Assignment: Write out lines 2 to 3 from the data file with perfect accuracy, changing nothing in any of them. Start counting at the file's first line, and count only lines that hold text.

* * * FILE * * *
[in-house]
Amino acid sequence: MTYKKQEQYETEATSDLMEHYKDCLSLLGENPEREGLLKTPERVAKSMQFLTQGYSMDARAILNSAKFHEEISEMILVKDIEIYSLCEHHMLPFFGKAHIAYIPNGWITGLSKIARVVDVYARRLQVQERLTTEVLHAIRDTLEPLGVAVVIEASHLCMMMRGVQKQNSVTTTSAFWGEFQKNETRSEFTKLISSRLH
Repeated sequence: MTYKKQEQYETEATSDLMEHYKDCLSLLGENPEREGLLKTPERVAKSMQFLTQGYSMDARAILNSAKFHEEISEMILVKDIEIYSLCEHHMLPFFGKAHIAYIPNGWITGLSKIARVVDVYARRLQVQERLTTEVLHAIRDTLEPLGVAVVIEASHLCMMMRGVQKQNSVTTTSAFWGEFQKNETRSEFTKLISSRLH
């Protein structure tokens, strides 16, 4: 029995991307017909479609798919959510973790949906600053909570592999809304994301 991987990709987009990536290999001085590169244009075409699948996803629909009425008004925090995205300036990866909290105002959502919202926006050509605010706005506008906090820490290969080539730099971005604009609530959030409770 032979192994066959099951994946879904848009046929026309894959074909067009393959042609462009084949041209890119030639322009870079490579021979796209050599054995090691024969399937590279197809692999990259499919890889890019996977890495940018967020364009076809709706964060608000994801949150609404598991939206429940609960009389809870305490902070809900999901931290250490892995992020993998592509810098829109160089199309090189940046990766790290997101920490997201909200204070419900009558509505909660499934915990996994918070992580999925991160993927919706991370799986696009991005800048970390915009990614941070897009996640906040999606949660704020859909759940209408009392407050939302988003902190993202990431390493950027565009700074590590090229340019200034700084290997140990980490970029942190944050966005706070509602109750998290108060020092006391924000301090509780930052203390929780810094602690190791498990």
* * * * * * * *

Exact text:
Amino acid sequence: MTYKKQEQYETEATSDLMEHYKDCLSLLGENPEREGLLKTPERVAKSMQFLTQGYSMDARAILNSAKFHEEISEMILVKDIEIYSLCEHHMLPFFGKAHIAYIPNGWITGLSKIARVVDVYARRLQVQERLTTEVLHAIRDTLEPLGVAVVIEASHLCMMMRGVQKQNSVTTTSAFWGEFQKNETRSEFTKLISSRLH
Repeated sequence: MTYKKQEQYETEATSDLMEHYKDCLSLLGENPEREGLLKTPERVAKSMQFLTQGYSMDARAILNSAKFHEEISEMILVKDIEIYSLCEHHMLPFFGKAHIAYIPNGWITGLSKIARVVDVYARRLQVQERLTTEVLHAIRDTLEPLGVAVVIEASHLCMMMRGVQKQNSVTTTSAFWGEFQKNETRSEFTKLISSRLH